Sun. Jul 21st, 2024

Historic Chiquita trials — and verdict — bear a big South Florida imprint

This month a federal jury in West Palm Beach handed down a historic verdict. In what’s believed to be a first, a major U.S. corporation was found liable in a U.S. civil court for actions that helped lead to murder and other human rights abuses against non-Americans in a foreign country.

The corporation is Chiquita Brands; the country is Colombia. And the $38.3 million judgment against Chiquita may be only the start — because a second bellwether trial against the company is set to begin in West Palm Beach on July 15.

Either way, the pioneering proceedings bear a big South Florida imprint, starting with West Palm Beach attorney Jack Scarola, who’s co-leading the case against Chiquita.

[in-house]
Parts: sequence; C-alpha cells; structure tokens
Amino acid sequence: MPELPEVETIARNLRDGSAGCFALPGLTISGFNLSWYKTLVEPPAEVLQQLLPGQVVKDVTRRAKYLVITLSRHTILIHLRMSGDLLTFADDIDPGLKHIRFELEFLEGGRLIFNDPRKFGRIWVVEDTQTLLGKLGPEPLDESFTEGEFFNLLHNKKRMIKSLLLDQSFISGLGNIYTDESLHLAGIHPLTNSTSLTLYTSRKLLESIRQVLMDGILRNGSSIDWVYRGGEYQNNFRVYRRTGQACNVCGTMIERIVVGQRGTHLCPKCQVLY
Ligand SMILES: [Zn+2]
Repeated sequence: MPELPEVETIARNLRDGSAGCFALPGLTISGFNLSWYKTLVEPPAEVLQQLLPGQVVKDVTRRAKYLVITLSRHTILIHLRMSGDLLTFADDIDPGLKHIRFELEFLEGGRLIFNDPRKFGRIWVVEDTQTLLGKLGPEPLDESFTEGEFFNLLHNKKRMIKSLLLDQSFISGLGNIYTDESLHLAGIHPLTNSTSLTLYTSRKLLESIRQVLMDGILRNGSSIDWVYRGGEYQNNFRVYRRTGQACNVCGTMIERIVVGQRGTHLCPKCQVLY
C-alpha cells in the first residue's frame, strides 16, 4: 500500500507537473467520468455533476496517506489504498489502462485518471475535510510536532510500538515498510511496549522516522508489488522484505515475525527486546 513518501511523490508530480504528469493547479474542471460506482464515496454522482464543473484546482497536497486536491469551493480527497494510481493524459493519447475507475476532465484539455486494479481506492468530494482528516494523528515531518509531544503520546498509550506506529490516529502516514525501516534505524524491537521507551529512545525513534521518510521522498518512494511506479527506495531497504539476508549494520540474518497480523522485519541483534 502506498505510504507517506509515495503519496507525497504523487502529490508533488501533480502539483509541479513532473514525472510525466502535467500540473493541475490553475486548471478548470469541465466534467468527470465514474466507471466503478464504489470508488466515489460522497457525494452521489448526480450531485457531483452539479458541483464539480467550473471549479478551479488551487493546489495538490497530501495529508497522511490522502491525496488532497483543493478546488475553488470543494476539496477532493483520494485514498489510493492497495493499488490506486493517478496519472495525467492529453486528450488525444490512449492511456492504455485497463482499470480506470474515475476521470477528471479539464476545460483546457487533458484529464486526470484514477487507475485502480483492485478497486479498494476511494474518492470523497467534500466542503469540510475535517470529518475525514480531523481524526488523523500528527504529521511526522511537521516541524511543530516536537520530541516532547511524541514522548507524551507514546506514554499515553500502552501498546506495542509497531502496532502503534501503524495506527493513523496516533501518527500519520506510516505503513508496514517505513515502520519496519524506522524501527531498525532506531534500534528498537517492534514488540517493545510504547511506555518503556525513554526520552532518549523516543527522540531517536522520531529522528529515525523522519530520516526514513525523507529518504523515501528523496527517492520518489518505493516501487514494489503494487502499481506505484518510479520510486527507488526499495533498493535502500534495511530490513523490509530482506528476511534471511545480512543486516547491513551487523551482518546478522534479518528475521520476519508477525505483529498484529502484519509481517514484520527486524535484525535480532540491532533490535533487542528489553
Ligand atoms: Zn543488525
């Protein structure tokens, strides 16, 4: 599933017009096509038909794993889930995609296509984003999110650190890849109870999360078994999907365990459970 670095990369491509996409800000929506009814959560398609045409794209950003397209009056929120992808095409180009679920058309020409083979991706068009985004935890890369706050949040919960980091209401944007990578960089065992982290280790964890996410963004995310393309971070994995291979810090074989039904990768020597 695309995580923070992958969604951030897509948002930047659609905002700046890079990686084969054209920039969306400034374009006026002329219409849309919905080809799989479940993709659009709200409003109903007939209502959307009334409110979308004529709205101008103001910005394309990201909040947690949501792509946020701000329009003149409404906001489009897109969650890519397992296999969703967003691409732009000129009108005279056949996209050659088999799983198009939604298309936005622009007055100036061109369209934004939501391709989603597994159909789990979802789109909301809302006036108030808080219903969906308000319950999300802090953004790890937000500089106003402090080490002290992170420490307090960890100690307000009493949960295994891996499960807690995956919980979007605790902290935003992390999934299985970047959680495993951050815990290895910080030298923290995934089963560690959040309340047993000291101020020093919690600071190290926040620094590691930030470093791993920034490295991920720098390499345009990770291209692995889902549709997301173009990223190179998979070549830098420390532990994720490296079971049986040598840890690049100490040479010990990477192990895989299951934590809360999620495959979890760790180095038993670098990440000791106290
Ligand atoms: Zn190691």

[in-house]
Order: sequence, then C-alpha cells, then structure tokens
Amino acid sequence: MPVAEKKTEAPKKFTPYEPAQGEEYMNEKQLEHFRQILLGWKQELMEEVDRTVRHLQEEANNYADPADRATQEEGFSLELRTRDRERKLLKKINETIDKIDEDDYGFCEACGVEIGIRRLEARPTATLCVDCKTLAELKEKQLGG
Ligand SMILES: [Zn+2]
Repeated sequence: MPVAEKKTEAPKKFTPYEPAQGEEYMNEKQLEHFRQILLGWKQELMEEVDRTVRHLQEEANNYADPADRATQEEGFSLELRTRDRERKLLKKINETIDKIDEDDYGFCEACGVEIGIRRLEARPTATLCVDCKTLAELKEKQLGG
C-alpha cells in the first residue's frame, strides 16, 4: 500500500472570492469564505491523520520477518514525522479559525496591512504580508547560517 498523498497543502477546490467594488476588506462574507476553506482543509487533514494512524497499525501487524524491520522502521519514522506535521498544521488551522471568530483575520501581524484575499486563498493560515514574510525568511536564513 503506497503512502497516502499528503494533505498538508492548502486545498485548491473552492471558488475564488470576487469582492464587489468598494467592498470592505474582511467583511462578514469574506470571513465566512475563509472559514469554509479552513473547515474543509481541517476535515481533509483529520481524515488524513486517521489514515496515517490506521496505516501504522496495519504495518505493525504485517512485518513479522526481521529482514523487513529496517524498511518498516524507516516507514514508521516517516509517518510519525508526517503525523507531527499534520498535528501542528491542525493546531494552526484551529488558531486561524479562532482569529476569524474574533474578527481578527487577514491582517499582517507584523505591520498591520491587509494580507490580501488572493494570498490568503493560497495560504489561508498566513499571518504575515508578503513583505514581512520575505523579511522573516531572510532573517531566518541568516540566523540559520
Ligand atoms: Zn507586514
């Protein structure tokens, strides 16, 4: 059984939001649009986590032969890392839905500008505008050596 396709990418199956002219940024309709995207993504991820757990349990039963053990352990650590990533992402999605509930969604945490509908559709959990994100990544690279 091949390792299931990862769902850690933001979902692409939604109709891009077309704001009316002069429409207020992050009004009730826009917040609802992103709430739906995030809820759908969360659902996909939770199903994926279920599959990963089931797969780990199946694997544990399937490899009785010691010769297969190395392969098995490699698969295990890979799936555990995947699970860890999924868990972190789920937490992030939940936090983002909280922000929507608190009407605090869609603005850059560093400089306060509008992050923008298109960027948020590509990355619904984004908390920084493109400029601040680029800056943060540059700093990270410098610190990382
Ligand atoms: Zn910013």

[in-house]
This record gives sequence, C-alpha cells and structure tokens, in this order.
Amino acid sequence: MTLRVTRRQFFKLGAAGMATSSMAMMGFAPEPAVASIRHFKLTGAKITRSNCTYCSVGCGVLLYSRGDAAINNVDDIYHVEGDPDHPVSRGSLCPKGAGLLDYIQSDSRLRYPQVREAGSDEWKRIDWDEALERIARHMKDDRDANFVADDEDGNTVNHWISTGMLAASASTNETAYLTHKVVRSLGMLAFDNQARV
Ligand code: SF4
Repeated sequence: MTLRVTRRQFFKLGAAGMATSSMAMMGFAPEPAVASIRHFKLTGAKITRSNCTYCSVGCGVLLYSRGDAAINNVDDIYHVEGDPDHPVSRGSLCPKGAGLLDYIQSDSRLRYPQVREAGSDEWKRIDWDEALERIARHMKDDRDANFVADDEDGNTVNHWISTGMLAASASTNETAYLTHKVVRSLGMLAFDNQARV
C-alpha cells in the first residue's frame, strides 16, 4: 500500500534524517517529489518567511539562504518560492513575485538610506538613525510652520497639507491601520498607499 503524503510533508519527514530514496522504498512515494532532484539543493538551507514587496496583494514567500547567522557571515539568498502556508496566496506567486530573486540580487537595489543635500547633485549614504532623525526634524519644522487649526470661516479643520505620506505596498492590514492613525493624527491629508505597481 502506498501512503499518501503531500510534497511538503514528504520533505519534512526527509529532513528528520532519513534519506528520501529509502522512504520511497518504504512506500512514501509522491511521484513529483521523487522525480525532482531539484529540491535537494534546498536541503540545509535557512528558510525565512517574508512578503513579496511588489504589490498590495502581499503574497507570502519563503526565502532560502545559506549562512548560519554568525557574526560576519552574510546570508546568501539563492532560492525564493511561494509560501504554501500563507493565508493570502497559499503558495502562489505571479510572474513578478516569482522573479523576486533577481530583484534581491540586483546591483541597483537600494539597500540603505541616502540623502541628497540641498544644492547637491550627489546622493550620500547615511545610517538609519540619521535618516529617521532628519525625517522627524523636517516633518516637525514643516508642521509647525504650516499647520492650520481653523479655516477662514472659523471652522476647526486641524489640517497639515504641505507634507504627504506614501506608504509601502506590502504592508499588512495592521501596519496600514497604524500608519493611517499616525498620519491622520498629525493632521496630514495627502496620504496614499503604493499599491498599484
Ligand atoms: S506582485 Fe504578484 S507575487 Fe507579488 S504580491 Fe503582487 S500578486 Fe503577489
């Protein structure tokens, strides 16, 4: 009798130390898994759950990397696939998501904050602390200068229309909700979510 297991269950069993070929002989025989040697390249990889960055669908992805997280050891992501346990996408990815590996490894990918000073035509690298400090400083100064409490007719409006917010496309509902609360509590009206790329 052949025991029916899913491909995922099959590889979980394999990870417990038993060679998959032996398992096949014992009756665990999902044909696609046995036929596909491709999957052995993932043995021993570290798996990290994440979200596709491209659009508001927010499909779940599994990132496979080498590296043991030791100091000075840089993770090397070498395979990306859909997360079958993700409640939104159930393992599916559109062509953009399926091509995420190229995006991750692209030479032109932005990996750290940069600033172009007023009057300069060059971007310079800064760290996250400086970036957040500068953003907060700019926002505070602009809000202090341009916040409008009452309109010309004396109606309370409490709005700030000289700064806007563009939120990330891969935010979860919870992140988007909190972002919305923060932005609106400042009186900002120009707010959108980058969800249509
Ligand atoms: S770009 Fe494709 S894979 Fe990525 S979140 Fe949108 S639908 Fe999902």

“You cannot trade human lives for profits,” Scarola told WLRN in summing up the argument for the plaintiffs, the almost 20 Colombian victims’ families — eight of whom were awarded the almost $40 million verdict issued on June 10. Ten more are expected to be included in next month’s trial.

Chiquita, the U.S. fruit giant that has a long and controversial history in Latin America, is accused of aiding and abetting the killing of thousands of Colombians two decades ago by a right-wing paramilitary army, the United Self-Defense Forces of Colombia, or AUC.

Chiquita paid that group — designated by the U.S. as terrorists — almost $2 million in extortion money from 1997 to 2004 to protect the company’s lucrative Colombian banana operation. Scarola says the jury concluded that money helped fund the AUC’s death squads.

“We have unfortunately often seen this pattern of conduct from U.S. corporations, in Colombia or Central America or Africa, because they think they simply aren’t going to be watched as carefully,” Scarola says.

“This verdict demonstrates they will be watched.”

Chiquita says it will appeal the verdict. In statements, it emphasizes that it deplores the AUC’s terrorism, which targeted many banana labor activists. But it insists it had no choice but to pay the AUC to keep its business and employees safe during the civil war raging in Colombia at that time.